MADRID, 13 February (EUROPA PRESS) –
Researchers in Germany have found why sleep can sometimes be the best medicine. Sleep improves the potential capacity of some of the immune cells of the body to join their goals, according to a new study published Tuesday in the Journal of Experimental Medicine. The work, led by Stoyan Dimitrov and Luciana Besedovski of the University of Tübingen, Germany, helps explain how sleep can fight infection, while other conditions, such as chronic stress, can make the body more susceptible to infection. pathologies.
T cells are a kind of white blood cells that are critical to the immune response of the body. When T cells recognize a specific target, such as a virus infected cell, they activate sticky proteins known as integrins that allow them to bind to their target and, in the case of a virus-infected cell, kill it. Although much is known about signals that activate integrins, signals that can reduce the ability of T cells to bind to their targets are less well known.
Stoyan Dimitrov and his colleagues from the University of Tubingen decided to investigate the effects of a diverse group of signal molecules known as gas-associated receptor agonists. Many of these molecules may suppress the immune system, but it is not known whether they inhibit the ability of T cells to activate their integrins and to bind to the target cells.
Dimitrov and colleagues found that some of the gas-associated receptor agonists, including the hormones adrenaline and noradrenaline, prostaglandin E2 and D2 and neuromodulatory adenosine, prevent T cells from activating their integrins after recognizing their target. "The levels of these molecules required to inhibit integrin activation are observed in many pathological conditions such as tumor growth, malaria infection, hypoxia and stress," Dimitrov says. therefore, contribute to the immunological suppression associated with these pathologies. "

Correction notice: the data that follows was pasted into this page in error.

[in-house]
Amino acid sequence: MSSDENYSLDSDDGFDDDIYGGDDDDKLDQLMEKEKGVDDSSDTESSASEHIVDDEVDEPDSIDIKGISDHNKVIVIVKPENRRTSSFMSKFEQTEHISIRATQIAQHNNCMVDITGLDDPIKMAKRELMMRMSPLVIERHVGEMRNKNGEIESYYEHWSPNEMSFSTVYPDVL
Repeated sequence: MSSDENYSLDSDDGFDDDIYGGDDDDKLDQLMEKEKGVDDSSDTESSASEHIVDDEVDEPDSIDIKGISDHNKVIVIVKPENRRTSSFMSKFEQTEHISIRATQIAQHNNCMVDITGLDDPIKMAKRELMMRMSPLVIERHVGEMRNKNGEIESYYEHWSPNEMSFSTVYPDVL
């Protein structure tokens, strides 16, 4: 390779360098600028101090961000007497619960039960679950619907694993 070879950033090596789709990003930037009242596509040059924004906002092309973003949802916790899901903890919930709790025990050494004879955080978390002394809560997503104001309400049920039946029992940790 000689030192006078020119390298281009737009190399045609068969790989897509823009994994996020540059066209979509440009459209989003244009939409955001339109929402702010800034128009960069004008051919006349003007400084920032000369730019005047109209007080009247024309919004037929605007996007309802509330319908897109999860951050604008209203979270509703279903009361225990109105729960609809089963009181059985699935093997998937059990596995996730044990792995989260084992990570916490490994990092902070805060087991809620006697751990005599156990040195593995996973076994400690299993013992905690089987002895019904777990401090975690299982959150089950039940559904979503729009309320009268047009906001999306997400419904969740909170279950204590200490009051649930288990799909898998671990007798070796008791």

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The levels of adrenaline and prostaglandin decrease as the body falls asleep. Dimitrov and his colleagues compared T-cells taken by healthy volunteers as they slept or stayed all night. T-cells taken from sleeping volunteers show significantly higher levels of integrin activation than T-cells taken from awake subjects. Scientists were able to confirm that the beneficial effect of sleep on T-cell integrin activation was due to the decrease in activation of the G? -Related receptor.
"Our findings suggest that sleep has the potential to improve the effectiveness of T-cell responses, which is particularly important in view of the high incidence of sleep disorders and sleep conditions characterized by sleep disorders such as depression, chronic stress, aging and shift work, "says another member of the team, Dr. Luciana Besedovski.
In addition to helping to explain the beneficial effects of sleep and the negative effects of conditions such as stress, the study by Dimitrov and his colleagues can stimulate the development of new therapeutic strategies that improve the ability of T cells to adhere to their goals. This may be useful, for example, for cancer immunotherapy, where T cells are required for attack and killing of tumor cells.